I have a few different rulers, and almost all of them have centimeters on one side and inches on the other. I have one that has inches but in tenths, which is occasionally annoying (when I forget) and occasionally useful (just another interval option).

-- Eric at http://adventuresinwoodworking.com

View Blake's profile

Blake

3439 posts in 2627 days


#9 posted 03-06-2008 09:42 AM

Interesting question. I may not be outside the US, but I may still have an unconventional answer. I use an engineers scale whenever possible, which is inches divided into 10’ths and 100’ths. It’s much easier to do the math on a small scale and seems more precise. I like measuring the width of a box side at 5.6”, etc.

I guess it combines the best of both worlds. I wish the entire world would go metric. But since we Americans insist on using inches, at least I can still divide them into decimals.

-- Happy woodworking! http://www.openarmsphotography.com

View Jiri Parkman's profile

Jiri Parkman

950 posts in 2565 days


#10 posted 03-06-2008 10:00 AM

Hello from Europe, and no UK Europe. For me your system is completely ununderstandable. I know what feet or inch is. But the combination and fractions?? Must use calculator.
But on the oter hand – we buy wood of the same size only call it in different way.
Instead 2×4 ve say 5×10 and so on.
Sorry for my English.

-- Jiri

View motthunter's profile

motthunter

2141 posts in 2551 days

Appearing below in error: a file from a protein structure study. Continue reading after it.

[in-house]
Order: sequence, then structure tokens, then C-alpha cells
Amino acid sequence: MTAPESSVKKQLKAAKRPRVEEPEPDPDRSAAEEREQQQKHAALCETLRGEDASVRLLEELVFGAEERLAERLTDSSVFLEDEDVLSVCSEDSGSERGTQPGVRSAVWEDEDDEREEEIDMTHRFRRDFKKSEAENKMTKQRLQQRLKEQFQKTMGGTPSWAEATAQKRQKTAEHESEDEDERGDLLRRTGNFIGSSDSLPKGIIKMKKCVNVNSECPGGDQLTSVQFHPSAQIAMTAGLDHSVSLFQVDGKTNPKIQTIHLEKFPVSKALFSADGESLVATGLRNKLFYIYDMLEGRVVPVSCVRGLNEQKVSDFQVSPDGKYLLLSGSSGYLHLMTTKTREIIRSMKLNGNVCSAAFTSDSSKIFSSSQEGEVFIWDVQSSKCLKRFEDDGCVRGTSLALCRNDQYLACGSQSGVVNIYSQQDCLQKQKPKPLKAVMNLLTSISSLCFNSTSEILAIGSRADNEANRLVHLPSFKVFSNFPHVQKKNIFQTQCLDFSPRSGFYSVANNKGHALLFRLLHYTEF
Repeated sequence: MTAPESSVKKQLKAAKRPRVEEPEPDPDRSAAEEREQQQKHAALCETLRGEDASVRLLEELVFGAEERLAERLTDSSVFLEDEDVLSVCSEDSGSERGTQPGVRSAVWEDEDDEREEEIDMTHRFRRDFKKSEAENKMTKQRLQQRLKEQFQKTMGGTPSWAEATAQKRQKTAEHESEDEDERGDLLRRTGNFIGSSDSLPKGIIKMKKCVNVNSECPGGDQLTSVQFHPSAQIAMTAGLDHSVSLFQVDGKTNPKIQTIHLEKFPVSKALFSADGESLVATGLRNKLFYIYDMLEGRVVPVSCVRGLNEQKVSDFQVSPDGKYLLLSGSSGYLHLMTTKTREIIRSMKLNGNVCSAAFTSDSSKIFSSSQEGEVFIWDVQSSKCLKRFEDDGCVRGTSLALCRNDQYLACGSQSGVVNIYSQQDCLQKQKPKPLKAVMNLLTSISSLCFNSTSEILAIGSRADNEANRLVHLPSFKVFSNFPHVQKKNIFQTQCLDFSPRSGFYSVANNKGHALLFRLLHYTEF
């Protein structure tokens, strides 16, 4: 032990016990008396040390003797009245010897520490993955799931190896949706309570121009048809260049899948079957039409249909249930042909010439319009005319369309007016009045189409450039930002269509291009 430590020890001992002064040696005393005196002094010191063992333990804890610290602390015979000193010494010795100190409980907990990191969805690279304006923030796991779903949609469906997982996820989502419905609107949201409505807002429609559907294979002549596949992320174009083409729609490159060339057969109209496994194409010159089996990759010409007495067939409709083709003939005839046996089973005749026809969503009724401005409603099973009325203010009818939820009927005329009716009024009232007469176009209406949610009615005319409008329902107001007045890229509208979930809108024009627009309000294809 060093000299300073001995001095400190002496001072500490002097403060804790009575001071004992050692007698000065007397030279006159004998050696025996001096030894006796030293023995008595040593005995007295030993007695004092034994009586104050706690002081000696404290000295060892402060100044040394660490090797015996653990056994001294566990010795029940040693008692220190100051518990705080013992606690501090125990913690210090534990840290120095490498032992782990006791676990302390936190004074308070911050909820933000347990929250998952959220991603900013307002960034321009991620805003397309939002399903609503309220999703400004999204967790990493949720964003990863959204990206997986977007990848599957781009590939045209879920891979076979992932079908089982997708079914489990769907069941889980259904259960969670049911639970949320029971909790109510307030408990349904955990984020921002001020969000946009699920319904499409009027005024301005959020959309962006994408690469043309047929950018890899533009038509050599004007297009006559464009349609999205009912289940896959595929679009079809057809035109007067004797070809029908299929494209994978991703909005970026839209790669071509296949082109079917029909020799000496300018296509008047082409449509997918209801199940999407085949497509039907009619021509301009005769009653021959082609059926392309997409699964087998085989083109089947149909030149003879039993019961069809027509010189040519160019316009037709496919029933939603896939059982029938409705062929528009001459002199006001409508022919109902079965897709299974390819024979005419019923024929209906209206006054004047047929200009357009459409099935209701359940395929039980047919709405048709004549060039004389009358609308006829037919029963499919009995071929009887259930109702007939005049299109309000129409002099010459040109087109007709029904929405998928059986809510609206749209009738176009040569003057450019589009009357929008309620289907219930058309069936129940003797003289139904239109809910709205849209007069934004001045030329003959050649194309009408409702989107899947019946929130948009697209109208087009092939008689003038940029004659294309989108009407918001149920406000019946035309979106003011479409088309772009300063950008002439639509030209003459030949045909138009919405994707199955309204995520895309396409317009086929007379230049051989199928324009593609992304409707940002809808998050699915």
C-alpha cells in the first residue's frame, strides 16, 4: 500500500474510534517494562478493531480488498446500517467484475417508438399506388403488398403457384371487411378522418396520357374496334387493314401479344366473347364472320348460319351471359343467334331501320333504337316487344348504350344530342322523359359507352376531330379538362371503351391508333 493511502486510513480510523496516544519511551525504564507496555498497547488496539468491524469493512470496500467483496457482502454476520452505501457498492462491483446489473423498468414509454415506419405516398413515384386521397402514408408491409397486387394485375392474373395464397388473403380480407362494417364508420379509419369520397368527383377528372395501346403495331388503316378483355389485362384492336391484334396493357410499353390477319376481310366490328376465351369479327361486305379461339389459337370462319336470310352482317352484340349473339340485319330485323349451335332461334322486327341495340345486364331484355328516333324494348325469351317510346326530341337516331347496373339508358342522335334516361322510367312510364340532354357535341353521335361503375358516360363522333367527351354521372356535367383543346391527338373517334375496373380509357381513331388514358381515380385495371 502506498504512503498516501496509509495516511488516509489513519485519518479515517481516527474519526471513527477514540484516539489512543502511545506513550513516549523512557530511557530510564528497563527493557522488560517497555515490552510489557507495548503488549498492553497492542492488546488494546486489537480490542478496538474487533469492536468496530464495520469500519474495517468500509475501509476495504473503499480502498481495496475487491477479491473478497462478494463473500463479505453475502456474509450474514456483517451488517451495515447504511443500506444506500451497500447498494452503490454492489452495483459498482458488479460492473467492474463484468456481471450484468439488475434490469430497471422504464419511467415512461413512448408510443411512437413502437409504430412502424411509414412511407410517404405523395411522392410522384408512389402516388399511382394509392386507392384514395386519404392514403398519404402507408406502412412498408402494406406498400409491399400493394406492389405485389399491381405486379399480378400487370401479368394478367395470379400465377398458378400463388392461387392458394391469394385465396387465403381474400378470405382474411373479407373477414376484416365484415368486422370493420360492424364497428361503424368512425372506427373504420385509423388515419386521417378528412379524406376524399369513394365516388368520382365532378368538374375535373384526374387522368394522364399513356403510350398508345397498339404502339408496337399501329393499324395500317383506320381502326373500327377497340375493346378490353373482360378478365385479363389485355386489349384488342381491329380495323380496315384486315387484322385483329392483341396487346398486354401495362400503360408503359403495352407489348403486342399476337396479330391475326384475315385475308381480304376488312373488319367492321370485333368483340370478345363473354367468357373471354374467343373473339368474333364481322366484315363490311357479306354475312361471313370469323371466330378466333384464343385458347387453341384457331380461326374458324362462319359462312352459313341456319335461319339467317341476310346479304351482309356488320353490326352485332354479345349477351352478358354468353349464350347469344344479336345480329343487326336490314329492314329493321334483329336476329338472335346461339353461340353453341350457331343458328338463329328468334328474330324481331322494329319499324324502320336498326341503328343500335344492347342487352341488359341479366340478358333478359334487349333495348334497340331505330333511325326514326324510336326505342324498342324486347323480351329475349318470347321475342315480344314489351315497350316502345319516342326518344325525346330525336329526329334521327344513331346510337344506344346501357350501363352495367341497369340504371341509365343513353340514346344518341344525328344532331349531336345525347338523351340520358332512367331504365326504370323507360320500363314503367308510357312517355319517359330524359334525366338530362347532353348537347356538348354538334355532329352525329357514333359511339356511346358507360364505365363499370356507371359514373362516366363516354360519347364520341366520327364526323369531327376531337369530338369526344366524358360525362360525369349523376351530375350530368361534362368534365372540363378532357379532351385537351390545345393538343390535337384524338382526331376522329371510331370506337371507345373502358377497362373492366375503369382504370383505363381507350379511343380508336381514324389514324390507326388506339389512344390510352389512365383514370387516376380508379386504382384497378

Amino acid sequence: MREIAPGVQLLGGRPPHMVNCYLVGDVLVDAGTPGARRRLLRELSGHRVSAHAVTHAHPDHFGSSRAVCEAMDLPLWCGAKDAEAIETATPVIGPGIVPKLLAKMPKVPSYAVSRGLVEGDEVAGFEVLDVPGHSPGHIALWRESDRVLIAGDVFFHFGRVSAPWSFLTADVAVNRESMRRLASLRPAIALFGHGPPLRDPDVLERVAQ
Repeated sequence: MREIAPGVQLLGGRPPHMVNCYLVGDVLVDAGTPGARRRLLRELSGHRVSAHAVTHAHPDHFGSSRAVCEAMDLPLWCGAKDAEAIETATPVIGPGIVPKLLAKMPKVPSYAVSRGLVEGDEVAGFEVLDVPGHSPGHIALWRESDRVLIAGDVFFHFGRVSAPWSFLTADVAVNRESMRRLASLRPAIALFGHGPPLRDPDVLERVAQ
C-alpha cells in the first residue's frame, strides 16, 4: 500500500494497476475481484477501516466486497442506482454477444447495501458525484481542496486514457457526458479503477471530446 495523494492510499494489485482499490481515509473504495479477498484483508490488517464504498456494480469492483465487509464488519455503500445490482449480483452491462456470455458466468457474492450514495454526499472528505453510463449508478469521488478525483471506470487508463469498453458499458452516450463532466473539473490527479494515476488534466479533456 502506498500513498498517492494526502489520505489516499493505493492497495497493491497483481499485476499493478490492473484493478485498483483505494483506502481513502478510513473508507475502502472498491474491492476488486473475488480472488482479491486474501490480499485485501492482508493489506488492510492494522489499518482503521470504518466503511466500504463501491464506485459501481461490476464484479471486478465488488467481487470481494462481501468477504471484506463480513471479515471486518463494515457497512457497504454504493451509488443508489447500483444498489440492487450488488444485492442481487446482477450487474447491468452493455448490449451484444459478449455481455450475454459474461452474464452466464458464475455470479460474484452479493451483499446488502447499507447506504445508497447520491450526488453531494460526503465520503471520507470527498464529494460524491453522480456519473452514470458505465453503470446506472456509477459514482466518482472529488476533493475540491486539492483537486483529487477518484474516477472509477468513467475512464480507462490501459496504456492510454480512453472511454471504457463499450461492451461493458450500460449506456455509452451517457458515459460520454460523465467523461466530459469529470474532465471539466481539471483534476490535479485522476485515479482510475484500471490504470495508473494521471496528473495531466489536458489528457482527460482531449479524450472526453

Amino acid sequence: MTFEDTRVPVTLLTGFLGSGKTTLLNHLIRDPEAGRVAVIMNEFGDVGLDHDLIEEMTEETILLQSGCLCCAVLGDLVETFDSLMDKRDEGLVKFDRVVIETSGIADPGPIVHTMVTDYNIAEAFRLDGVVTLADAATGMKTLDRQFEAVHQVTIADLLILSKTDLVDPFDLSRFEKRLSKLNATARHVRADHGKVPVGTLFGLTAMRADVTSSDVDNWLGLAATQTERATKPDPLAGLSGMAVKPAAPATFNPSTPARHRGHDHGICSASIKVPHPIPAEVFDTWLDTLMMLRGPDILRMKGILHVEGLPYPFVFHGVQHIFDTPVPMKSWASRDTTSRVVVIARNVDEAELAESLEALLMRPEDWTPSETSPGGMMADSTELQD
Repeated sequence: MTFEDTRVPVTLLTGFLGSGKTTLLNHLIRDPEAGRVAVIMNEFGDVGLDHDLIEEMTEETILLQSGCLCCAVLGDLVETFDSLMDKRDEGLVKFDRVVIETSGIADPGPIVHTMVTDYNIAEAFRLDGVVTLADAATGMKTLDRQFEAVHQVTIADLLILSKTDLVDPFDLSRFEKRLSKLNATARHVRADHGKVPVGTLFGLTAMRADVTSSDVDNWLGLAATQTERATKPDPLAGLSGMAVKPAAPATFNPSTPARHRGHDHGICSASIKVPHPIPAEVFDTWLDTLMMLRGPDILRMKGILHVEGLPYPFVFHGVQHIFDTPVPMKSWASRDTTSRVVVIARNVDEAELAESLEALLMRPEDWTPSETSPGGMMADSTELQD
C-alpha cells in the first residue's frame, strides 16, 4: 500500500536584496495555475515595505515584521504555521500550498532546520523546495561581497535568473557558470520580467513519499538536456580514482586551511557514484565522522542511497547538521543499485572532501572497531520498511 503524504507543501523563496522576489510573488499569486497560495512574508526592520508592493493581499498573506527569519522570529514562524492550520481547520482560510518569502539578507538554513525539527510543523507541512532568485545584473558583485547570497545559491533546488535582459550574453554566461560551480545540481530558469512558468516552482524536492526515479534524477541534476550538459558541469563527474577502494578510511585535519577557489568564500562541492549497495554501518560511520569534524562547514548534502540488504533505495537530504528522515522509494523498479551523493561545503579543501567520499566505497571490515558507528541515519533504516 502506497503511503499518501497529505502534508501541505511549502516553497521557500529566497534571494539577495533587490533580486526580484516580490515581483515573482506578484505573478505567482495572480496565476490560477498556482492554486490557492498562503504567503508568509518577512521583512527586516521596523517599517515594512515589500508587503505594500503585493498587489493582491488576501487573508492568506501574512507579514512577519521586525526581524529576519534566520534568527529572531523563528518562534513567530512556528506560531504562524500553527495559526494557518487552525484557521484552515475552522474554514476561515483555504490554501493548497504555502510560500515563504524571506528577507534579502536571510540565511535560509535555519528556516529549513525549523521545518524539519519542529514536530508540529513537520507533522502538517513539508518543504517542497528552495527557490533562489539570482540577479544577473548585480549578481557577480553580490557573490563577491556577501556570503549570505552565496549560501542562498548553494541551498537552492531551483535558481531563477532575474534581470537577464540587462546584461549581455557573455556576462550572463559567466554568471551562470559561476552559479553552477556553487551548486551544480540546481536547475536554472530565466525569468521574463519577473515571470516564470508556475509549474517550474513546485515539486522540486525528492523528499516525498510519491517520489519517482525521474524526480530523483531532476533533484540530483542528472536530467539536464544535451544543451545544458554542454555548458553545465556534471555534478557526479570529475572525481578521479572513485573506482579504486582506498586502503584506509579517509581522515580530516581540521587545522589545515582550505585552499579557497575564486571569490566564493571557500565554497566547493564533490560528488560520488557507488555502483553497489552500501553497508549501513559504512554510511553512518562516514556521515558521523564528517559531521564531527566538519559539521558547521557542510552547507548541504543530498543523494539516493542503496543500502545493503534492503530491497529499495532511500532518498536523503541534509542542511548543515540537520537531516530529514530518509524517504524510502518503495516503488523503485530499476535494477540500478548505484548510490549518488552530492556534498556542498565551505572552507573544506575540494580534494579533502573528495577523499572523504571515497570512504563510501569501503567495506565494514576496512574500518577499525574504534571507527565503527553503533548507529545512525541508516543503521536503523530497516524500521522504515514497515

#11 posted 03-06-2008 11:14 AM

I lived in Brazil for 10 years and have traveled for business to more than 60+ countries. Most countries use metrics. Tools have metric scales on them and wood is purchased by the cubic meter. Metrics have a strong advantage for simple calculations, but in the inch system, it is easy to work off of the calculations of a kerf equal to 1/16th…. If I had to choose, I would work metric, but the equipment I have only has inch scales.

-- making sawdust....

View davidtheboxmaker's profile

davidtheboxmaker

373 posts in 2558 days


#12 posted 03-06-2008 11:42 AM

I live in the Uk and use both metric & imperial.
I think millimetres are best for fine meaurements – thickness of box sides etc.
When I think sizes (height,width, length) for my boxes I think in inches because that’s what I was taught at school.

View mrtrim's profile

mrtrim

1696 posts in 2633 days


#13 posted 03-06-2008 12:10 PM

i use feet / inch mostly . i have used metric a lot as well . metric is easier for small stuff . longer i think is easier with ft./ in. . i allso have a bobs rule wich is a combination of both without fractions and i think its a very good system

View MsDebbieP's profile

MsDebbieP

18615 posts in 2913 days


#14 posted 03-06-2008 12:52 PM

we use metric and standard.
Me? I use the “one little line past the big line” method.

-- ~ Debbie, Canada (https://www.facebook.com/DebbiePribeleENJOConsultant)

View toyguy's profile

toyguy

1373 posts in 2590 days


#15 posted 03-06-2008 01:41 PM

Like Ms Deb, I’m in Canada. I grew up at a time when the Imperial system was in use, so that is what I was taught in school. We went metric back in the early seventies I think. For me this has been a problem mostly because we are so close to, and trade so much with the US. Life would be a lot easier if just one system was in use world wide.
I use both system often. As most of the plans for the toys I like to build come from the US, sometimes I make my own little rules..great for scaling up or down from drawings. But for the most part, I would have to say I use the imperial system, because that is what I learned in school.

-- Brian, Ontario Canada,